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Altair pays off $79m owed to SAS in software license spat, will sell rival product

Epic copyright saga rumbles on as US giant vows to keep fighting UK data analytics firm

The long-running battle between software giant SAS and British data analytics outfit World Programming (WPL) appears to be almost over – after a US court lifted an injunction on sales of the latter's products.

Altair, a Michigan software house that just bought WPL, said it had paid the remaining $65.9 million WPL owed to SAS, satisfying a 2019 North Carolina judgment against WPL and paving the way for Altair to start global sales of WPL's data analytics software.

The pair filed a joint notice of payment [PDF] in March this year.

Can you copyright a software function?

Litigation between UK-based World Programming Limited (WPL) and SAS has been ongoing for almost 12 years. As previously reported, WPL obtained a copy of SAS's analytics product, saw how it worked, and created a competing product using the same basic functions but not the same code.

SAS sued in 2010 for patent infringement and a breach of license conditions – saying WPL had breached the agreement attached to SAS Learning Edition in order to test and create its own software. It sought damages and an injunction to stop WPL selling its products.

It lost in the UK courts. It tried again with European judges, but lost again in 2012. The late French judge, advocate-general Yves Bot, wrote in his 2011 opinion [PDF] that software functions could not be copyrighted. "To accept that a functionality of a computer program can be protected as such would amount to making it possible to monopolise ideas, to the detriment of technological progress and industrial development."

'Lack of respect for American courts and American law'

SAS also made efforts to battle WPL via the US legal system, where a jury in North Carolina ruled in SAS's favor in 2015 on some of its claims [PDF], specifically breach of contract, saying WPL had breached SAS's license agreement and had committed fraud. The British company was ordered to pay SAS a total of $79 million in compensation as a result, made up by trebling around $26m in direct losses.

SAS then applied to the High Court in London for an enforcement order letting it collect the $79 million from WPL's worldwide revenues, including non-US customers. This was a matter of some dispute in the UK courts (as we covered here), although US judges in the Fourth Circuit Court of Appeals sided with SAS, describing one of the UK rulings against the US software firm as an "affront" and accused WPL of having "shown a lack of respect for American courts and American law".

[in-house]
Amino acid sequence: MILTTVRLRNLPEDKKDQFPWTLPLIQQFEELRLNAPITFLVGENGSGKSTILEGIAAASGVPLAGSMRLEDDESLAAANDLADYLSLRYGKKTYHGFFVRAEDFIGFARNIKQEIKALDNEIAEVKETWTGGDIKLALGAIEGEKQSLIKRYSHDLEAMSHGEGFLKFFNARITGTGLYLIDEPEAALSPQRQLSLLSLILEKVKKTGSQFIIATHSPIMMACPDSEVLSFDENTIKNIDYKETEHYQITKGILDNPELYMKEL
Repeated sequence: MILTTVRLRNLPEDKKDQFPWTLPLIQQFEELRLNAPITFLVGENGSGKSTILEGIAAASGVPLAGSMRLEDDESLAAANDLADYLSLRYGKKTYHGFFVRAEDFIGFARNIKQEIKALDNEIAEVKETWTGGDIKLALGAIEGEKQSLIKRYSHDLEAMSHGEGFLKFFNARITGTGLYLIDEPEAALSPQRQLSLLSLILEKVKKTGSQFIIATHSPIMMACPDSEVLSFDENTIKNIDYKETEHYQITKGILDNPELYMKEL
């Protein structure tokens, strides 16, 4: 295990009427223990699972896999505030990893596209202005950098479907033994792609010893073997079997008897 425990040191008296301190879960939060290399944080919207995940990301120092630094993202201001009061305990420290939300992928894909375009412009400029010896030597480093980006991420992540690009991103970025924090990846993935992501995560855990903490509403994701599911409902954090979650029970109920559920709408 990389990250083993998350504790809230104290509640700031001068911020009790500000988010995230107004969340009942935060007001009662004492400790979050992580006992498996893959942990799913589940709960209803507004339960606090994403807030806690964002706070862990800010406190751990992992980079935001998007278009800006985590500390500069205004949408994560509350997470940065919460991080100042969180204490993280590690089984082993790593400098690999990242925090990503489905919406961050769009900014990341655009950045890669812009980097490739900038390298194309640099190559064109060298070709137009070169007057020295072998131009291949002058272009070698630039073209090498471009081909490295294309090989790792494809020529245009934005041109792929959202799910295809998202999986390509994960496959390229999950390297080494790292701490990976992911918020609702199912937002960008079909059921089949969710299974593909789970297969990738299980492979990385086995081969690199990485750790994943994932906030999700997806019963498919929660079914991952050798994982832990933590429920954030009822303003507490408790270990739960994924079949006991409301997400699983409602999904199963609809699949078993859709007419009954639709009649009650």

In 2020 the US Court of Appeals upheld a 2019 injunction [PDF] prohibiting WPL from licensing WPS to any new customer in the US until SAS received the $79m awarded to it on the fraud and breach of contract claims.

Its copyright claims were not upheld.

In the meantime, in 2021, WPL was acquired by Altair, a deal that included WPS Analytics, the SAS-language-like platform that had irked SAS so.

According to Altair: "With its payment of the 2019 North Carolina judgment, Altair brought an end to nearly 12 years of litigation between SAS and WPL except for an appeal filed by SAS in the Court of Appeals for the Federal Circuit after a federal court in Texas ruled against SAS on its copyright and patent claims."

SAS has good reason to be concerned. Companies have invested huge sums in its platform over the years, and we can well imagine the consternation caused by the thought of those same customers being able to leverage decades of experience in its language in work with trendier open-source languages. All without filling SAS's coffers.

Copyright appeals

For SAS's part, it's not over. It told The Reg: "Altair paid off the balance of the $79 million judgment and the injunction was lifted as a result.

"As the US appellate court stated in confirming that WPL committed fraud and breach of contract, 'In violation of a license agreement, WPL reverse engineered a SAS product to speed development of its own product. … This is not the sort of 'innovation' or 'competition' encouraged by U.S. law.'

It added: "The SAS copyright case is still pending a decision in the Federal Circuit Court of Appeals."

Altair responded: "The sole outstanding legal matter is the appeal that SAS filed in Court of Appeals for the Federal Circuit after it lost the copyright claims it asserted in the 2018 suit SAS filed in the Eastern District of Texas. We are awaiting the opinion of the Court of Appeals for the Federal Circuit." ®

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